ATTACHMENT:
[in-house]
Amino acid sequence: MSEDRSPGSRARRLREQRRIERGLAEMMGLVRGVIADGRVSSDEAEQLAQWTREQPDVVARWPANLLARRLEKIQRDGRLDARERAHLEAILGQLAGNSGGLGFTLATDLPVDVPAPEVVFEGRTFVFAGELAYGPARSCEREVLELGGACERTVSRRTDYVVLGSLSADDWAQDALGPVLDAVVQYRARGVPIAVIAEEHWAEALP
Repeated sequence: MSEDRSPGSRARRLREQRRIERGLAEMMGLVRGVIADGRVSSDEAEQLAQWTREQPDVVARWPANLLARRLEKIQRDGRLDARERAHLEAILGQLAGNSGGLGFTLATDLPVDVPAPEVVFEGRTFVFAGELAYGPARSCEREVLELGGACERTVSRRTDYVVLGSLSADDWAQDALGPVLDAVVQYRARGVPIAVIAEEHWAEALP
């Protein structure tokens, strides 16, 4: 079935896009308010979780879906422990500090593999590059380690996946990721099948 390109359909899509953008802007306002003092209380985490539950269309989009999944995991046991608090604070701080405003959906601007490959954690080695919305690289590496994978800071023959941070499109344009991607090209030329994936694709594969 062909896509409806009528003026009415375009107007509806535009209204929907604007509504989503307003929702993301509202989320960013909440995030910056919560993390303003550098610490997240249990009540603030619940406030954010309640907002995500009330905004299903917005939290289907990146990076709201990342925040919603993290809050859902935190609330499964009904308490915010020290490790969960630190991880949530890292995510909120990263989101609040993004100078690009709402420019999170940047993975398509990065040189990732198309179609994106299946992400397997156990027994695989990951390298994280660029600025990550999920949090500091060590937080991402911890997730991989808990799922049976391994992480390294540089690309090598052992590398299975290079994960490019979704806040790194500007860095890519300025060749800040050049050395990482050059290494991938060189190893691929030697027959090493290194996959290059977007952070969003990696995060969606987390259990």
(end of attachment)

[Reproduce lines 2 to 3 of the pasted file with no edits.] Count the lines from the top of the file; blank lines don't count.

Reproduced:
Amino acid sequence: MSEDRSPGSRARRLREQRRIERGLAEMMGLVRGVIADGRVSSDEAEQLAQWTREQPDVVARWPANLLARRLEKIQRDGRLDARERAHLEAILGQLAGNSGGLGFTLATDLPVDVPAPEVVFEGRTFVFAGELAYGPARSCEREVLELGGACERTVSRRTDYVVLGSLSADDWAQDALGPVLDAVVQYRARGVPIAVIAEEHWAEALP
Repeated sequence: MSEDRSPGSRARRLREQRRIERGLAEMMGLVRGVIADGRVSSDEAEQLAQWTREQPDVVARWPANLLARRLEKIQRDGRLDARERAHLEAILGQLAGNSGGLGFTLATDLPVDVPAPEVVFEGRTFVFAGELAYGPARSCEREVLELGGACERTVSRRTDYVVLGSLSADDWAQDALGPVLDAVVQYRARGVPIAVIAEEHWAEALP